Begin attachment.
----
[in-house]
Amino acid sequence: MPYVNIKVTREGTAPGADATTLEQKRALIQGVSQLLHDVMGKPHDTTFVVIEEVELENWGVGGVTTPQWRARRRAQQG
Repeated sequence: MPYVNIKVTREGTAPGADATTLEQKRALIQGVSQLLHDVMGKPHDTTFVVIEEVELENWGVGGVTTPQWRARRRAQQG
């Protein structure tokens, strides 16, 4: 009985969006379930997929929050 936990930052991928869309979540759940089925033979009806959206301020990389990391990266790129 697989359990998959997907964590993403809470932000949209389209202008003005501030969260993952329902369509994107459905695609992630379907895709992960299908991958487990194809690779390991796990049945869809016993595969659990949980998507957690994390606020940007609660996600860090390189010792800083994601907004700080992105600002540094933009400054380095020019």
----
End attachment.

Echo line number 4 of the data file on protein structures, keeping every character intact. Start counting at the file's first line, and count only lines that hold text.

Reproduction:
């Protein structure tokens, strides 16, 4: 009985969006379930997929929050 936990930052991928869309979540759940089925033979009806959206301020990389990391990266790129 697989359990998959997907964590993403809470932000949209389209202008003005501030969260993952329902369509994107459905695609992630379907895709992960299908991958487990194809690779390991796990049945869809016993595969659990949980998507957690994390606020940007609660996600860090390189010792800083994601907004700080992105600002540094933009400054380095020019």